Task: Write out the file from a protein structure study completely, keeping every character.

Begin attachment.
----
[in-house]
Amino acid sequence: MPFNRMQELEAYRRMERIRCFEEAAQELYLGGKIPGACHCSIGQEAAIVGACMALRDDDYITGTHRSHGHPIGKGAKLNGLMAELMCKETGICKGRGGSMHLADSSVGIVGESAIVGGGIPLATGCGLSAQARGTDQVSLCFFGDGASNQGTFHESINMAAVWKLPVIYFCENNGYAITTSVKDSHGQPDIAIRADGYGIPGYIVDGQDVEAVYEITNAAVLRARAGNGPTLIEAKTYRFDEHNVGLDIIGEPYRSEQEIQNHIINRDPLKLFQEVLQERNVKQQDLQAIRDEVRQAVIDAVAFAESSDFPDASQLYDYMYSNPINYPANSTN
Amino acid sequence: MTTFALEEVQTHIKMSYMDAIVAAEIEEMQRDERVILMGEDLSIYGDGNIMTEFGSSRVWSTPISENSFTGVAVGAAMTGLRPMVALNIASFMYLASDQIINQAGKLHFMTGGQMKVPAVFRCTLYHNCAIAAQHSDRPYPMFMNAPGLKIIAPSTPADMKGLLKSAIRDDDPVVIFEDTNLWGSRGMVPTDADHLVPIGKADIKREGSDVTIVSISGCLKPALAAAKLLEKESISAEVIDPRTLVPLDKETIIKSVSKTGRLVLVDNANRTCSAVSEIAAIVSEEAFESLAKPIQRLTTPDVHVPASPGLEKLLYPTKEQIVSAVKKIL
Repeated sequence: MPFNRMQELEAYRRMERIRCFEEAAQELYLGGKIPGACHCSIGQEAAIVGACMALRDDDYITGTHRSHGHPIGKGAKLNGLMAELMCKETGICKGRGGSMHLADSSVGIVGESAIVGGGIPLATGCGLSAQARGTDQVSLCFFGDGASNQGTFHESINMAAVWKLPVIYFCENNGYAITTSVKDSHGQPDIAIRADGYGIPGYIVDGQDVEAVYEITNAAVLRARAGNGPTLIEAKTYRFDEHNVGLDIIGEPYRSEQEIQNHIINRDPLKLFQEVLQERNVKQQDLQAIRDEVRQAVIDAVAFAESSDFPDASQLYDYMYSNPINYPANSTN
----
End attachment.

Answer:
[in-house]
Amino acid sequence: MPFNRMQELEAYRRMERIRCFEEAAQELYLGGKIPGACHCSIGQEAAIVGACMALRDDDYITGTHRSHGHPIGKGAKLNGLMAELMCKETGICKGRGGSMHLADSSVGIVGESAIVGGGIPLATGCGLSAQARGTDQVSLCFFGDGASNQGTFHESINMAAVWKLPVIYFCENNGYAITTSVKDSHGQPDIAIRADGYGIPGYIVDGQDVEAVYEITNAAVLRARAGNGPTLIEAKTYRFDEHNVGLDIIGEPYRSEQEIQNHIINRDPLKLFQEVLQERNVKQQDLQAIRDEVRQAVIDAVAFAESSDFPDASQLYDYMYSNPINYPANSTN
Amino acid sequence: MTTFALEEVQTHIKMSYMDAIVAAEIEEMQRDERVILMGEDLSIYGDGNIMTEFGSSRVWSTPISENSFTGVAVGAAMTGLRPMVALNIASFMYLASDQIINQAGKLHFMTGGQMKVPAVFRCTLYHNCAIAAQHSDRPYPMFMNAPGLKIIAPSTPADMKGLLKSAIRDDDPVVIFEDTNLWGSRGMVPTDADHLVPIGKADIKREGSDVTIVSISGCLKPALAAAKLLEKESISAEVIDPRTLVPLDKETIIKSVSKTGRLVLVDNANRTCSAVSEIAAIVSEEAFESLAKPIQRLTTPDVHVPASPGLEKLLYPTKEQIVSAVKKIL
Repeated sequence: MPFNRMQELEAYRRMERIRCFEEAAQELYLGGKIPGACHCSIGQEAAIVGACMALRDDDYITGTHRSHGHPIGKGAKLNGLMAELMCKETGICKGRGGSMHLADSSVGIVGESAIVGGGIPLATGCGLSAQARGTDQVSLCFFGDGASNQGTFHESINMAAVWKLPVIYFCENNGYAITTSVKDSHGQPDIAIRADGYGIPGYIVDGQDVEAVYEITNAAVLRARAGNGPTLIEAKTYRFDEHNVGLDIIGEPYRSEQEIQNHIINRDPLKLFQEVLQERNVKQQDLQAIRDEVRQAVIDAVAFAESSDFPDASQLYDYMYSNPINYPANSTN